We created positions for the cricket operations manager, someone who can be picked as the new chairman of selectors. Then we said that the captain and coach are going to be selectors, but now the captain is not. Argus review was all about accountability. If things go wrong, who was actually accountable? At least now there is a clear line of accountability.
SJ: Within the framework of a team, you can have equals with great players - tremendous egos and all that. They may not be mates, but they are very good team-mates. You have had to face some situations, like when you had to drop Shane Warne. You note in the book that Shane never looked at you in the same way again, even though you did what you thought was right by the team. Now Clarke has one such situation with Shane Watson, and Mickey Arthur saying that… or whoever leaked out or whatever, about him being a cancer in the team etc. Hassan Cheema asks: Do you think that team camaraderie is an overrated thing?
SW: You definitely got to have it. It is a huge part. You will always see that good teams that are very close always win the close matches. That is because they pull together in tough times and want to play for each other. There are always going to be some sort of arguments in a group of 20 men travelling together. The Australian teams that I played in - we never had a problem with each other. There were issues that have come up after we were all retired and people said things, but when we were playing, we have always been a very strong unit and that was one of the strengths of the cricket sides that I played in. We did all get along very well.
SJ: S Aravind in Chennai is a huge Mark Waugh fan. He was on par with the Laras and Sachins for a long time. In a way, he was underrated as a batsman - perhaps because of how easily cricket came to him. This listener wants to know what you think of the way Mark's career ended. There was not much fanfare associated with it. Perhaps your take on whether Mark should have achieved a lot more that the 8000 runs and the average of 41.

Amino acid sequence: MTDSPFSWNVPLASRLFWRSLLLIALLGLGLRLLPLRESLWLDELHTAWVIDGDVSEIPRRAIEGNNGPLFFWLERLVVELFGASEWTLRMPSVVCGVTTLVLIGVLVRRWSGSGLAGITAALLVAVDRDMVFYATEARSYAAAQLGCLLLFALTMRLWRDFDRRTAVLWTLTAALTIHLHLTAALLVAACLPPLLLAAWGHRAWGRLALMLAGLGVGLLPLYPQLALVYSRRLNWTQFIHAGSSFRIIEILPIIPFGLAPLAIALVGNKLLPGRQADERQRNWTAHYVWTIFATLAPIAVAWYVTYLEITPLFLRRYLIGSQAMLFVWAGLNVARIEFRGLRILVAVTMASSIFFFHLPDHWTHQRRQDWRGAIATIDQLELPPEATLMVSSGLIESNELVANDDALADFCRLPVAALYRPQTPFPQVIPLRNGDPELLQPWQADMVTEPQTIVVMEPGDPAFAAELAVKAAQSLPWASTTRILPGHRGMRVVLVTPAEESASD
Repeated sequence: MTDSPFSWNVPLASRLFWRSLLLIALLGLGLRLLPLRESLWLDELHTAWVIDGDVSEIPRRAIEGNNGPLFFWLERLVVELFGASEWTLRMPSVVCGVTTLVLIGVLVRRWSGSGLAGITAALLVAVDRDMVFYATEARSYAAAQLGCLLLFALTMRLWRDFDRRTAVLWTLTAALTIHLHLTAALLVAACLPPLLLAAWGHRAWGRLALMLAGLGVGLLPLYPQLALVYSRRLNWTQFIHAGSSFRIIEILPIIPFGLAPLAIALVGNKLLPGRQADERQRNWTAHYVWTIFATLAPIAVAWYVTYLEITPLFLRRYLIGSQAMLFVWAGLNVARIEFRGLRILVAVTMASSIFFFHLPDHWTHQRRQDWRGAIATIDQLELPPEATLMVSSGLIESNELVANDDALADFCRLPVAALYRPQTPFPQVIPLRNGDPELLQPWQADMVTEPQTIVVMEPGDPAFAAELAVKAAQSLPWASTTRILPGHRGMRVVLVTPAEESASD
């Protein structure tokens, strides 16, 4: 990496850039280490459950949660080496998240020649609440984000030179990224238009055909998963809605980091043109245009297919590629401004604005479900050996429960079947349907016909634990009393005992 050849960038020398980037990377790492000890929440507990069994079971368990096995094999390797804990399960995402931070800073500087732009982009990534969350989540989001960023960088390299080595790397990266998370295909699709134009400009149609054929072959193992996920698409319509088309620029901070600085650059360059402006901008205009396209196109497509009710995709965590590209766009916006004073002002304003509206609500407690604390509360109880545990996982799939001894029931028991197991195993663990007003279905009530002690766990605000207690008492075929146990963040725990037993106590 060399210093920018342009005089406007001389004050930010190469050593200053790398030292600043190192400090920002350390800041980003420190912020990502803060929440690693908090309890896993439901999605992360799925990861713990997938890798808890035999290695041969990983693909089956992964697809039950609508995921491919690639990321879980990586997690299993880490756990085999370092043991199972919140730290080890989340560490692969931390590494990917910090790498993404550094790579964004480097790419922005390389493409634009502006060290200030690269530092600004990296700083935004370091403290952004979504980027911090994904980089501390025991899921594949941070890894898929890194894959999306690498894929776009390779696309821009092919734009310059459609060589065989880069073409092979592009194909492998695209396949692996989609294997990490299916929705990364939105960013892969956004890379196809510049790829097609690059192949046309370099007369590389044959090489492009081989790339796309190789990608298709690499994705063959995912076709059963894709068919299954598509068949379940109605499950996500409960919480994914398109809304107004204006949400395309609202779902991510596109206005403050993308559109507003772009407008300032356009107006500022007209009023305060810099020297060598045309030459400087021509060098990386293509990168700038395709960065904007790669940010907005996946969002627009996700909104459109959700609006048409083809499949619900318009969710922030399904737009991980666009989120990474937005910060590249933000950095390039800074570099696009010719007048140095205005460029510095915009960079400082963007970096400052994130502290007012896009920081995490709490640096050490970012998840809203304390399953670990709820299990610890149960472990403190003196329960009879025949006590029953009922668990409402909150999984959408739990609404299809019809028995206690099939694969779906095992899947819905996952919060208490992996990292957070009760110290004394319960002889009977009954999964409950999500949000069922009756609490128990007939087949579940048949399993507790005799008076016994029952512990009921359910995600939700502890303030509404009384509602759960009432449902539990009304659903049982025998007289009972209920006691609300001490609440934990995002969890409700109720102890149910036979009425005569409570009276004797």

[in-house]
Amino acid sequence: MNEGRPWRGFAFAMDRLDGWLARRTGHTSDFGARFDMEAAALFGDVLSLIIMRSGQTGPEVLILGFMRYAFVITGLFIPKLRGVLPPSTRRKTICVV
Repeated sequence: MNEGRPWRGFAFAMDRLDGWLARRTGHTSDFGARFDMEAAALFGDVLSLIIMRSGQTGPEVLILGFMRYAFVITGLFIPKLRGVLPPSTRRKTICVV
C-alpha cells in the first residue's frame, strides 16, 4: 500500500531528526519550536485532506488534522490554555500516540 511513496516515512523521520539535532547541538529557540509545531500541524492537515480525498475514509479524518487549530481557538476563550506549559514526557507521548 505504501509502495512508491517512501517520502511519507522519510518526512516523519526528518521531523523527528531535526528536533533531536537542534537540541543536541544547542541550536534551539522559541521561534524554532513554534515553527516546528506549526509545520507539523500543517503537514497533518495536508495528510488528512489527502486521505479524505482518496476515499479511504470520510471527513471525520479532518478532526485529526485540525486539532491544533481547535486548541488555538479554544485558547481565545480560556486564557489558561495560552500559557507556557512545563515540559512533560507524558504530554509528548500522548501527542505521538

SW: I think Mark's career ended when he was dropped by the selectors. It is a different way than going out on your own terms. It was a bit more abrupt. That probably is what the listener is referring to. It probably wasn't celebrated in the same way as saying, "This is my last series" and you give the people a chance to say goodbye. I guess Mark isn't that sentimental about things. That didn't worry him too much.
As regards the talent, he did pretty well to average 41 in Test cricket. There were some fantastic bowlers in his era. He was good. He has taken the catches and wickets. I think it is a fantastic career. The one thing Mark was frustrated by often is people saying Mark was more talented and I was tougher and more determined. I think we were equally talented. In fact, at schoolboy level, people always said I was more talented and played more shots. We just redefined our games. Mark was just as committed. Probably, body language - people read into that sometimes too much. I think we are similar in a lot of ways. More similar than people recognise.
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Subash's introduction to cricket began with enduring sledging from his brothers during their many backyard cricket sessions. His fascination with the game took hold in 1983, but mostly it was the cricket commentary over All India Radio, about the water-tight front-foot defence of Gavaskar that did it. @thecricketcouch